Thus Spoke Zarathustra

Is that a piano key?

Recently over at Wonders in the Dark, Sam Juliano posted an engaging piece where film buffs were invited to name their favorite movie scores of all time. 

Even I had been so bold as to name the greatest film composers not so long ago here at The Schleicher Spin

And while it’s true, many of the greatest films are also imbued with beautiful original musical scores where the moving images flow in perfect harmony with the composers’ notes…it made me wonder… 

What of the artists who take a well-known existing piece of music and create moving images that become married to the music’s rhythm? 

It’s been so parodied over the years…but can anyone deny the jaw-droppingly imaginative conceit of Stanley Kubrick using Richard Strauss’ “The Spoke Zarathustra” for the opening to his greatest cinematic achievement (hell, THE GREATEST CINEMATIC ACHIEVEMENT) 2001: A Space Odyssey

 

I invite my readers and fellow film bloggers to name their favorite marriage of pre-existing music with film. 

Here are some of my most memorable moments: 

  • Terrence Malick using Carl Orff’s “Musica Poetica” in Badlands
  • Malick (again) using Camille Saint-Saens’ “Carnival of the Animals” in the hypnotic opening credits to Days of Heaven
  • Martin Scorsese, the master of pop-music montages, using Derek and the Dominoes’ “Layla” during his “bodies in the meat truck” Goodfellas montage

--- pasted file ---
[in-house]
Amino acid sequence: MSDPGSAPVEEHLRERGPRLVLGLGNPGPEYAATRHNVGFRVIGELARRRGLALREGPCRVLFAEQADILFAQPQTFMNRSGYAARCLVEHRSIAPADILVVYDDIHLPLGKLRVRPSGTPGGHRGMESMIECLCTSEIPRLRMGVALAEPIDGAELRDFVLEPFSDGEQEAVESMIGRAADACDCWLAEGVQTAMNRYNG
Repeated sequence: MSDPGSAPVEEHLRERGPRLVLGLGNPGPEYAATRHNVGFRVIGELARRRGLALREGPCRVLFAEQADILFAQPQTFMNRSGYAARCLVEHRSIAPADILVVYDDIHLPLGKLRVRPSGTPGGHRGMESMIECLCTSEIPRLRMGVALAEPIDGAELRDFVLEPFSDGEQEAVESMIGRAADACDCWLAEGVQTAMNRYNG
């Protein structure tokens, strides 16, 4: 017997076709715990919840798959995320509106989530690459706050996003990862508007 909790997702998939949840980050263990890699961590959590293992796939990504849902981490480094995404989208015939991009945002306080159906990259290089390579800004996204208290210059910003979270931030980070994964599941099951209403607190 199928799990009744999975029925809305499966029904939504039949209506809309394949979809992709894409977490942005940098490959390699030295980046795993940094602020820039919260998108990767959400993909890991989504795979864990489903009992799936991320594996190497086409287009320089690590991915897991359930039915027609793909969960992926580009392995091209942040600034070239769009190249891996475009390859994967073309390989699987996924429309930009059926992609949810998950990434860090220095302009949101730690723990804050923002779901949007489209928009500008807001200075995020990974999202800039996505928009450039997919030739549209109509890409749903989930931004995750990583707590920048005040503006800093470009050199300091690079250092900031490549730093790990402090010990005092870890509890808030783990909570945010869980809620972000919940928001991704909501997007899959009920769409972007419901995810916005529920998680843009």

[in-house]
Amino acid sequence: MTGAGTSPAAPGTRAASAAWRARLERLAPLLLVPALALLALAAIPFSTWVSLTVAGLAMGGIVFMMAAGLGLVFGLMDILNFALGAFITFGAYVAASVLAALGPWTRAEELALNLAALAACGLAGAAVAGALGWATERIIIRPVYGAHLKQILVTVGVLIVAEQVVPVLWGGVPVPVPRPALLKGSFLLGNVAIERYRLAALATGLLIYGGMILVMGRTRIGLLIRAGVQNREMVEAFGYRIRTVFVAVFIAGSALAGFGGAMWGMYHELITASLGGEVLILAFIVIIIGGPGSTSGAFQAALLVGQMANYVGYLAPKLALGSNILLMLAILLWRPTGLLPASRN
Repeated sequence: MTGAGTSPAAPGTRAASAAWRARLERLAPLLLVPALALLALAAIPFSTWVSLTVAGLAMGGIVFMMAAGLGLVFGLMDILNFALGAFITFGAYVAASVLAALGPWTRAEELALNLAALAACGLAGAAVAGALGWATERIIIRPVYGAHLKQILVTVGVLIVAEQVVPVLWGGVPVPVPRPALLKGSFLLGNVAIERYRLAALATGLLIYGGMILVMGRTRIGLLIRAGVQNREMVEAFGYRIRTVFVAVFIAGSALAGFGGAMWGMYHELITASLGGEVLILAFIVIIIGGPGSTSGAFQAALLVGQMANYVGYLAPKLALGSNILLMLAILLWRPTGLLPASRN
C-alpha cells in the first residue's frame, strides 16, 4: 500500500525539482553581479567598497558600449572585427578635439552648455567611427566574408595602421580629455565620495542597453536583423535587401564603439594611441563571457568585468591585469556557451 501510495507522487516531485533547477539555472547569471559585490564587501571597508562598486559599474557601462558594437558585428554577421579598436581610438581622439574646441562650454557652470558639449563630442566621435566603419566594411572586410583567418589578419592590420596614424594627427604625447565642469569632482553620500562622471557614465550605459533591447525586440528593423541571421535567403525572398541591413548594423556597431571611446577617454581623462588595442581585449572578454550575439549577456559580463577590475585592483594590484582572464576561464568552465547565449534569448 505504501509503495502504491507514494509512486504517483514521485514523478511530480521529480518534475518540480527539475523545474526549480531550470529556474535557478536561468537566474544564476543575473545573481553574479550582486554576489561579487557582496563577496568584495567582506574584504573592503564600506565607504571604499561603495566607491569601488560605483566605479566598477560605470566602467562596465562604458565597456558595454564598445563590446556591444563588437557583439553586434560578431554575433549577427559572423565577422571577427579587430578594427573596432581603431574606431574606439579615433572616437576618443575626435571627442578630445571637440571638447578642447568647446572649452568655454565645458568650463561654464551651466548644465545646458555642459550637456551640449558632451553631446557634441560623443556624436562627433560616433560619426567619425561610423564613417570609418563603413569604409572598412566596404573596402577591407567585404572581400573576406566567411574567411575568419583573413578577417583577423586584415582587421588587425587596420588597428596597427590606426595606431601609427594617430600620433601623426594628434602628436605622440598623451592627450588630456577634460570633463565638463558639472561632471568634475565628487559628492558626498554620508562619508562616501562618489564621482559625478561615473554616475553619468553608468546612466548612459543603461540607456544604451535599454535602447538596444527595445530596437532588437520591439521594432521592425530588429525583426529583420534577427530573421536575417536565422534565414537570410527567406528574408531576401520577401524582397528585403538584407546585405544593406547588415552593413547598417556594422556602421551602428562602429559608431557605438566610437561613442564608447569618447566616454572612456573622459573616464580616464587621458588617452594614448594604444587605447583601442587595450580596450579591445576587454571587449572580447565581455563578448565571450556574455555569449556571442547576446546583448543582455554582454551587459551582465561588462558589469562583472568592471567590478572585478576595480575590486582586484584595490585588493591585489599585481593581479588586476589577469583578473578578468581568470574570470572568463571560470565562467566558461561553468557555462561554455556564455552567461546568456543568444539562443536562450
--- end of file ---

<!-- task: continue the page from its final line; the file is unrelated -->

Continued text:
• Sofia Coppola, taking a cue from Pappa’s generation, and using Heart’s “Crazy on You” as the anthem for female teenage rebellion and wanton lust in The Virgin Suicides
  • David Lynch using the Oscar Hammerstein penned ditty “I’ve Told Every Little Star” (sung by Linda Scott) during that magical Mulholland Drive moment where Naomi Watts is whisked away to the big audition
  • Malick (and again) using Richard Wagner’s “Vorspiel to Das Rhiengold” for three bookmark montages in The New World

Of course, then there’s Richard Einhorn (and his Voices of Light choir) who did things in reverse and was so inspired by Carl Theodor Dreyer’s vision that he created a brand new music score for the greatest of silent films, The Passion of Joan of Arc

Or then there’s this moment, also from Lynch’s Mulholland Drive, where the director exemplifies the bizarre dream world of his female protagonist by taking Roy Orbison’s famous ballad “Crying” and having the unknown Rebecca Del Rio sing it in Spanish.  PURE GENIUS. 

 

Written By David H. Schleicher 

Now it’s time to name your favorite music/movie moment.  Speak out and speak up in the comment form. 

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